Learn to meditate. Incorporate 10–20 minutes of meditation into your daily routine. (If you’re new to meditation, there are even apps you can download that can guide you through it.)


Develop a specific list of healing activities. Think about activities you like to do that rejuvenate your spirit and renew your energy, and write them down. Regularly commit to doing the things on the list. Review your list periodically and keep it updated.


Build self-renewal into your daily schedule. When you’re busy, it’s too easy to de-prioritize taking care of your needs. So set some time aside each day to reconnect with yourself—you can even write it in your calendar or set an alert on your phone! Spend this time working on a personal goal or hobby that helps you get closer to realizing a dream or developing a talent.


Pamper yourself. Relax and release the stress of the day by scheduling a facial or massage, taking a hot bath, giving yourself a pedicure—whatever makes you feel pampered.


Reduce exposure to violent media. The media you consume in your off hours can affect your overall mindset. Consider limiting your exposure to violent movies and TV shows and avoiding detailed accounts of gruesome events in newspapers or books.


Know your limits. When you’re used to taking care of others’ needs, it can be tempting to say yes to everything you’re asked to do. Be honest with yourself; decide how much of your time and yourself you can realistically give. Set limits and be sure to communicate them to others so you don’t get buried in an avalanche of commitments.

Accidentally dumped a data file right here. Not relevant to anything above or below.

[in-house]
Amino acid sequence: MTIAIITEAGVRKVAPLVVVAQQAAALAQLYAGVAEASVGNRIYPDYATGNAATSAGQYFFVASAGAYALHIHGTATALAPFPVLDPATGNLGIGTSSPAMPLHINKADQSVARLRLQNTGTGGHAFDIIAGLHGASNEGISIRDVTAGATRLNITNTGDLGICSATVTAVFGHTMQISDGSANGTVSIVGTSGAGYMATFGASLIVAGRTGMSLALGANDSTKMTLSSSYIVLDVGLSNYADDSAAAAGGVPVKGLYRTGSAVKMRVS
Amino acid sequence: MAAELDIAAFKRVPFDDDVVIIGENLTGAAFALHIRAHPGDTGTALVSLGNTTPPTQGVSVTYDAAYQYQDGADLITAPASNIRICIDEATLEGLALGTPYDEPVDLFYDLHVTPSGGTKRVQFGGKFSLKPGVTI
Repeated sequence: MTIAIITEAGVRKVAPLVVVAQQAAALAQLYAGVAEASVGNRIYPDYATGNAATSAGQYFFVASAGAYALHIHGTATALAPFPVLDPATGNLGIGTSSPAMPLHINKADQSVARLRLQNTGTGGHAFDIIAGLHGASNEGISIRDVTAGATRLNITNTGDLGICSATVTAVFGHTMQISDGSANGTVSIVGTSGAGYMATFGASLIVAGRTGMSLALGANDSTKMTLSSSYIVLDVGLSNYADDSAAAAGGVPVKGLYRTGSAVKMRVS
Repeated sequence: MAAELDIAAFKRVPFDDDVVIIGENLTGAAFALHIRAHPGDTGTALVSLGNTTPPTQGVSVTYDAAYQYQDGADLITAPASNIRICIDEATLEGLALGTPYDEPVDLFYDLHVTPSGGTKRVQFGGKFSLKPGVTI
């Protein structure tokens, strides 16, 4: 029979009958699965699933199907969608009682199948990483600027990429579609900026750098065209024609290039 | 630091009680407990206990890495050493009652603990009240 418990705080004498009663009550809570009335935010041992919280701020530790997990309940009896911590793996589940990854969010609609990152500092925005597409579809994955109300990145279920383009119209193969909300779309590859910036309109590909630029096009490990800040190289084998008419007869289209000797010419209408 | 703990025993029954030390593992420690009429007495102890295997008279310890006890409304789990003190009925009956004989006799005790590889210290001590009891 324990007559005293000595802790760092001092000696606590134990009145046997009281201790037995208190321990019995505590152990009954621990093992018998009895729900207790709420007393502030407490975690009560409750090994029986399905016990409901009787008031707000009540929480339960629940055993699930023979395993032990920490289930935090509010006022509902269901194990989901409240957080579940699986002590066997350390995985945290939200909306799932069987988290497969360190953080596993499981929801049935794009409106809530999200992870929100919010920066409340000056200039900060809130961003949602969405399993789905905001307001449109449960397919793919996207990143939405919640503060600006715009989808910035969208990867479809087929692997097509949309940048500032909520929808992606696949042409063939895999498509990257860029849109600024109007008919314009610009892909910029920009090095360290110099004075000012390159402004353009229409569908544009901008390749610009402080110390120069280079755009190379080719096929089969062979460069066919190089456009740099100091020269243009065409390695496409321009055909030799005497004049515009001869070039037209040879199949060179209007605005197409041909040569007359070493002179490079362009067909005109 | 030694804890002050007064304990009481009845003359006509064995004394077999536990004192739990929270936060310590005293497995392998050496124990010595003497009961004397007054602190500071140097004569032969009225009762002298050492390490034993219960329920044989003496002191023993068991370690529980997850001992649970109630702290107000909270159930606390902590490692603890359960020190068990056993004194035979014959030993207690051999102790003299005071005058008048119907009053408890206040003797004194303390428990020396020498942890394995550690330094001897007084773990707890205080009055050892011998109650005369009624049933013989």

Process your feelings. Sometimes, the emotions related to the challenging parts of your job can be difficult to work through. Experiment with different ways of processing how you’re feeling—write in a journal, or meet with a friend or colleague who will listen to you and not rush to judgment. Clinical consultation with a mental health professional is another effective way to help you work through tough emotions and guard against symptoms of burnout.


Connect to a cause. Consider joining a community group that works toward a cause that’s personally meaningful to you. Using your talent, time, and energy to contribute to a cause you believe in can be a powerful way to revive yourself while giving back to the community.


Celebrate successes. Remind yourself of the amazing things you accomplish as a teacher! Keep a log of your triumphs and proud moments and review them now and then for an instant pick-me-up.


Above all, never doubt the importance of what you do and your ability to make a tremendous difference in the lives of the children you teach. Take time to care for yourself and connect with others—so you’ll have the energy and passion to keep teaching students for years to come.


Reaching and Teaching Children Who Hurt
Strategies for Your Classroom
By Susan E. Craig, Ph.D.

Discover how to create supportive classrooms and schools that meet the complex learning needs of children who hurt and help the most vulnerable students build resilience and hope. Includes dozens of simple, creative ideas—easy to use in any classroom, on any budget.